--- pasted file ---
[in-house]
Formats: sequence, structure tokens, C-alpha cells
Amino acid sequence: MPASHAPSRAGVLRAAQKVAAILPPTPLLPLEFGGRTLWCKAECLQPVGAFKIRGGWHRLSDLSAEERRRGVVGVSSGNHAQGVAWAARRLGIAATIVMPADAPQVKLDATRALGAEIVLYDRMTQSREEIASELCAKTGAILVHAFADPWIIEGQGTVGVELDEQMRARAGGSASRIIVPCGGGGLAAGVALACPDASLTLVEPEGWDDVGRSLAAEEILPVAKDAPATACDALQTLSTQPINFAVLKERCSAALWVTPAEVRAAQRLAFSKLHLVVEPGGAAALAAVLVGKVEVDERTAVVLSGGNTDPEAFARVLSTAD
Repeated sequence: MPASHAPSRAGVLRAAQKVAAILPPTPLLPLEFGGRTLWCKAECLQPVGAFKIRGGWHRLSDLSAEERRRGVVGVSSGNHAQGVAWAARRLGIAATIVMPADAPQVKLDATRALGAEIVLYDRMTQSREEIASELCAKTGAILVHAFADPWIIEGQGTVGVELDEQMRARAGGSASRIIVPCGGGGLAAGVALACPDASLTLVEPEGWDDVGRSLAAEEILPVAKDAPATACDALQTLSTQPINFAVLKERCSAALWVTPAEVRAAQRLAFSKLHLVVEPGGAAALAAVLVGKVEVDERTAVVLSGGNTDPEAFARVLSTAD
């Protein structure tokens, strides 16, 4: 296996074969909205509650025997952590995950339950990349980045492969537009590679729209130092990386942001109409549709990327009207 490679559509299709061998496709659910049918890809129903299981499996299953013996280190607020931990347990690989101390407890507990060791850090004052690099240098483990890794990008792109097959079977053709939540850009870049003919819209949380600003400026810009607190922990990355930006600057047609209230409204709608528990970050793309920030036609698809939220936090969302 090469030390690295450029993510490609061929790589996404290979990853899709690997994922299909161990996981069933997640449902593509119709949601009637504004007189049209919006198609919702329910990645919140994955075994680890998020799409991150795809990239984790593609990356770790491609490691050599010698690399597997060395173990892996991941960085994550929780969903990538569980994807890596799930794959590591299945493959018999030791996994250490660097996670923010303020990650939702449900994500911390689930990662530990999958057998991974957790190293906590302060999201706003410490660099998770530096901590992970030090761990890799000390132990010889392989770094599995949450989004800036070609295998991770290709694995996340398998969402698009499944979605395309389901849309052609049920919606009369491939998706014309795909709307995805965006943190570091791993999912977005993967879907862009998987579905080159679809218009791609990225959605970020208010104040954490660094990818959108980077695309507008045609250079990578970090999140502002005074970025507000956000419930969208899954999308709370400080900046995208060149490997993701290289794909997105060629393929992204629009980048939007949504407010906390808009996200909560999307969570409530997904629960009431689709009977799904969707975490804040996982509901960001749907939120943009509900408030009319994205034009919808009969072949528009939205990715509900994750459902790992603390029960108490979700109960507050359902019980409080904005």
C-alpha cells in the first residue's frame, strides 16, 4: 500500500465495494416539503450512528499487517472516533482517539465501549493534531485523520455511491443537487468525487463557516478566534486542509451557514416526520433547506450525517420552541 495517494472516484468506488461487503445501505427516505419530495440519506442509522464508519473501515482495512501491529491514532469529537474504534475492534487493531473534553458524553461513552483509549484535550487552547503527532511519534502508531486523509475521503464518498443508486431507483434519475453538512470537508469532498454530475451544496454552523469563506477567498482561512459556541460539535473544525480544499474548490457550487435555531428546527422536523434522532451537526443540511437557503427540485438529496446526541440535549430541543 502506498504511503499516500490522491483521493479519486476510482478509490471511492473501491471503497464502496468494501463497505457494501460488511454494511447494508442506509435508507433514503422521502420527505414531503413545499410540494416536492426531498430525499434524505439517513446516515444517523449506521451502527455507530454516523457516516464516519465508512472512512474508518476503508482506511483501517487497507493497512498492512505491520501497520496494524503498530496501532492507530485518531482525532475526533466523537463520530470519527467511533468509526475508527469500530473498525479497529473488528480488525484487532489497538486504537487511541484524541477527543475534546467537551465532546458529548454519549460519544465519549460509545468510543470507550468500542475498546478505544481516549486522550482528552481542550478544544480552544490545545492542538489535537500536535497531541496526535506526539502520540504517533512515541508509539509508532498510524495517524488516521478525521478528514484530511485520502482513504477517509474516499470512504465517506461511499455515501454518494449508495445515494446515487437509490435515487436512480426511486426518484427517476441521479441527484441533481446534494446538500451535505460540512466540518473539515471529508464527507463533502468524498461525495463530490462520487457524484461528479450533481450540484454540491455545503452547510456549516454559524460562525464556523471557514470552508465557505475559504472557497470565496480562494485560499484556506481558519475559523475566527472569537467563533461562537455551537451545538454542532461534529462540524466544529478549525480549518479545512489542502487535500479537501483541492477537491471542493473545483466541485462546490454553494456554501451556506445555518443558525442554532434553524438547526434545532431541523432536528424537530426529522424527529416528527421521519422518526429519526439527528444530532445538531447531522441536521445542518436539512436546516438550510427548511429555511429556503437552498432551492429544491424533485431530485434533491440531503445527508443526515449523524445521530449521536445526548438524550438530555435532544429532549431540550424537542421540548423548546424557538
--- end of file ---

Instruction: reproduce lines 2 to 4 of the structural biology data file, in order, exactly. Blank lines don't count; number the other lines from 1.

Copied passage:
Formats: sequence, structure tokens, C-alpha cells
Amino acid sequence: MPASHAPSRAGVLRAAQKVAAILPPTPLLPLEFGGRTLWCKAECLQPVGAFKIRGGWHRLSDLSAEERRRGVVGVSSGNHAQGVAWAARRLGIAATIVMPADAPQVKLDATRALGAEIVLYDRMTQSREEIASELCAKTGAILVHAFADPWIIEGQGTVGVELDEQMRARAGGSASRIIVPCGGGGLAAGVALACPDASLTLVEPEGWDDVGRSLAAEEILPVAKDAPATACDALQTLSTQPINFAVLKERCSAALWVTPAEVRAAQRLAFSKLHLVVEPGGAAALAAVLVGKVEVDERTAVVLSGGNTDPEAFARVLSTAD
Repeated sequence: MPASHAPSRAGVLRAAQKVAAILPPTPLLPLEFGGRTLWCKAECLQPVGAFKIRGGWHRLSDLSAEERRRGVVGVSSGNHAQGVAWAARRLGIAATIVMPADAPQVKLDATRALGAEIVLYDRMTQSREEIASELCAKTGAILVHAFADPWIIEGQGTVGVELDEQMRARAGGSASRIIVPCGGGGLAAGVALACPDASLTLVEPEGWDDVGRSLAAEEILPVAKDAPATACDALQTLSTQPINFAVLKERCSAALWVTPAEVRAAQRLAFSKLHLVVEPGGAAALAAVLVGKVEVDERTAVVLSGGNTDPEAFARVLSTAD